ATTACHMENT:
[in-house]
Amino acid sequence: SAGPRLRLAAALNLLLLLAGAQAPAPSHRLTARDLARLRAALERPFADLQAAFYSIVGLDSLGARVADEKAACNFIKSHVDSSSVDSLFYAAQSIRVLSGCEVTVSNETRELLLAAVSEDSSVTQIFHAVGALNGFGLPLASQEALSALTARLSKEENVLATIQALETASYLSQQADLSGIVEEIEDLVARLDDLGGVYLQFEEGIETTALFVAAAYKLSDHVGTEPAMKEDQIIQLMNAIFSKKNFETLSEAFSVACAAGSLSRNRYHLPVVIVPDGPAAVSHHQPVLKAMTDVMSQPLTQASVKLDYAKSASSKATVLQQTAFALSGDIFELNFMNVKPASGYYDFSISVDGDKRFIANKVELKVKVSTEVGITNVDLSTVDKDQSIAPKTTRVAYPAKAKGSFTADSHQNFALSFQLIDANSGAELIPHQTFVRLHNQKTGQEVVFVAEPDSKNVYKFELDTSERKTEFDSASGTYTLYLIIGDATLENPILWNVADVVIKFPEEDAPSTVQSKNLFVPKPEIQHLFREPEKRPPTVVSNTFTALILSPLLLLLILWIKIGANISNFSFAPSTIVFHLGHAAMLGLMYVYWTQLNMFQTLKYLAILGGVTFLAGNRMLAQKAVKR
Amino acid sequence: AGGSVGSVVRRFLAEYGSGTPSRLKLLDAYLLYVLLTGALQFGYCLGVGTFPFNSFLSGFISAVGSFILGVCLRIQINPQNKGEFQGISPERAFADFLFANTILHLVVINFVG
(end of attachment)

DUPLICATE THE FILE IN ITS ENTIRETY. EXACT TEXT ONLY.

[in-house]
Amino acid sequence: SAGPRLRLAAALNLLLLLAGAQAPAPSHRLTARDLARLRAALERPFADLQAAFYSIVGLDSLGARVADEKAACNFIKSHVDSSSVDSLFYAAQSIRVLSGCEVTVSNETRELLLAAVSEDSSVTQIFHAVGALNGFGLPLASQEALSALTARLSKEENVLATIQALETASYLSQQADLSGIVEEIEDLVARLDDLGGVYLQFEEGIETTALFVAAAYKLSDHVGTEPAMKEDQIIQLMNAIFSKKNFETLSEAFSVACAAGSLSRNRYHLPVVIVPDGPAAVSHHQPVLKAMTDVMSQPLTQASVKLDYAKSASSKATVLQQTAFALSGDIFELNFMNVKPASGYYDFSISVDGDKRFIANKVELKVKVSTEVGITNVDLSTVDKDQSIAPKTTRVAYPAKAKGSFTADSHQNFALSFQLIDANSGAELIPHQTFVRLHNQKTGQEVVFVAEPDSKNVYKFELDTSERKTEFDSASGTYTLYLIIGDATLENPILWNVADVVIKFPEEDAPSTVQSKNLFVPKPEIQHLFREPEKRPPTVVSNTFTALILSPLLLLLILWIKIGANISNFSFAPSTIVFHLGHAAMLGLMYVYWTQLNMFQTLKYLAILGGVTFLAGNRMLAQKAVKR
Amino acid sequence: AGGSVGSVVRRFLAEYGSGTPSRLKLLDAYLLYVLLTGALQFGYCLGVGTFPFNSFLSGFISAVGSFILGVCLRIQINPQNKGEFQGISPERAFADFLFANTILHLVVINFVG